A French secret serviceman acting on the express orders of President Nicolas Sarkozy is suspected of murdering Colonel Muammar al-Gaddafi, it was sensationally claimed today.
He is said to have infiltrated a violent mob mutilating the captured Libyan dictator last year and shot him in the head.
The motive, according to well-placed sources in the North African country, was to stop Gaddafi being interrogated about his highly suspicious links with Nicolas Sarkozy.
Other former western leaders, including ex British Prime Minister Tony Blair, were also extremely close to Gaddafi, visiting him regularly and helping to facilitate multi-million pounds business deals.
Nicolas Sarkozy, who once welcomed Gaddafi as a “brother leader” during a state visit to Paris, was said to have received millions from the Libyan despot to fund his election campaign in 2007.
The conspiracy theory will be of huge concern to Britain which sent RAF jet to bomb Libya last year with the sole intention of “saving civilian lives”.
A United Nations mandate which sanctioned the attack expressly stated that the western allies could not interfere in the internal politics of the country.
Instead the almost daily bombing runs ended with Gaddafi’s overthrow, while both French and British military ‘advisors’ were said to have assisted on the ground.
Now Mahmoud Jibril, who served as interim Prime Minister following Gaddafi’s overthrow, told Egyptian TV: “It was a foreign agent who mixed with the revolutionary brigades to kill Gaddafi.”
Diplomatic sources in Tripoli, the Libyan capital, meanwhile suggested to the Italian newspaper Corriere della Serra that a foreign assassin was likely to have been French.
The paper writes: “Since the beginning of NATO support for the revolution, strongly backed by the government of Nicolas Sarkozy, Gaddafi openly threatened to reveal details of his relationship with the former president of France, including the millions of dollars paid to finance his candidacy at the 2007 elections.”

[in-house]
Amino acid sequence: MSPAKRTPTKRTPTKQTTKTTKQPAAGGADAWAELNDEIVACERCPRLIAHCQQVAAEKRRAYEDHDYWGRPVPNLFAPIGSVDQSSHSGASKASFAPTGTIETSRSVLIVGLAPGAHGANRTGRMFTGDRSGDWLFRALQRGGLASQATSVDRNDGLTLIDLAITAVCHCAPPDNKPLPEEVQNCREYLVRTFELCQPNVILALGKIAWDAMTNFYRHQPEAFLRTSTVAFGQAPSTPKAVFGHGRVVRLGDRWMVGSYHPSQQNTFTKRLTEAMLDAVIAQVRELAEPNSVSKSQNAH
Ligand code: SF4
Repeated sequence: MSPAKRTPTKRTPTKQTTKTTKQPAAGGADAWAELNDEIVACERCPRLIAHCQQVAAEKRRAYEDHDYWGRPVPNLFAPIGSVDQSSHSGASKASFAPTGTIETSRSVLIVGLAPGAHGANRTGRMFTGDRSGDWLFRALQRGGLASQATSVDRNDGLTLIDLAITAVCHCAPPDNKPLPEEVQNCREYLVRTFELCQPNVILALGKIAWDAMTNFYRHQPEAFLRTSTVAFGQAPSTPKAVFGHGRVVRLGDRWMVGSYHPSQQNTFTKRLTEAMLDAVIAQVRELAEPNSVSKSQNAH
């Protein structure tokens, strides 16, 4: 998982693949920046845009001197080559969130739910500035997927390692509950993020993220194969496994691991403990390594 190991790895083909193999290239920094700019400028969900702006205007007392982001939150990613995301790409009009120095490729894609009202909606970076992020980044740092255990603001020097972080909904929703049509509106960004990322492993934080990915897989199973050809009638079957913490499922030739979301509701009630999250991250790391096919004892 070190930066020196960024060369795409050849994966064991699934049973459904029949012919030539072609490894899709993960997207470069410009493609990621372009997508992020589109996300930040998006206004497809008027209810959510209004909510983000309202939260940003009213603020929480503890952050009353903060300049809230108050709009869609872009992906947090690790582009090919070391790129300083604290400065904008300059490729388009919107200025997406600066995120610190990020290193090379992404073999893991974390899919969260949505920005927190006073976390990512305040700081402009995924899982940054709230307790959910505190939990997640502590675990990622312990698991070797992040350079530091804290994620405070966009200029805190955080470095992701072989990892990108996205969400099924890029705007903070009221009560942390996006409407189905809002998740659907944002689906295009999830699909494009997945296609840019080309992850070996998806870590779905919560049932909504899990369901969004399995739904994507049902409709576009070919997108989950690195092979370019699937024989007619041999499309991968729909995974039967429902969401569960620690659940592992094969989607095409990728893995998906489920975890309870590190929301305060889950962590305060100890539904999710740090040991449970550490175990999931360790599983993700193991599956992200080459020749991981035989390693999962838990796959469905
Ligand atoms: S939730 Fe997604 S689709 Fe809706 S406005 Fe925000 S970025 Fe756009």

One Tripoli source said: “Sarkozy had every reason to try to silence the Colonel and as quickly as possible.”
The view is supported by information gathered by investigators in Benghazi, Libya’s second city and the place where the “Arab Spring” revolution against Gaddafi started in early 2011.
Rami El Obeidi, the former head of foreign relations for the Libyan transitional council, said he knew that Gaddafi had been tracked through his satellite telecommunications system as he talked to Bashar Al-Assad, the Syrian dictator.
NATO experts were able to trace the communications traffic between the two Arab leaders, and so pinpoint Gaddafi to the city of Sirte, where he was murdered on October 20 2011.
NATO jets shot up Gaddafi’s convoy, before rebels on the ground dragged Gaddafi from a drain where he was hiding and then subjected him to a violent attack which was videoed.
In another sinister twist to the story, a 22-year-old who was among the group which attacked Gaddafi and who frequently brandished the gun said to have killed him, died in Paris last Monday.
Ben Omran Shaaban was said to have been beaten up himself by Gaddafi loyalists in July, before being shot twice. He was flown to France for treatment, but died of his injuries in hospital.
Nicolas Sarkozy, who lost the presidential election in May, has continually denied receiving money from Gaddafi.
Today he is facing a number of enquiries into alleged financial irregularities.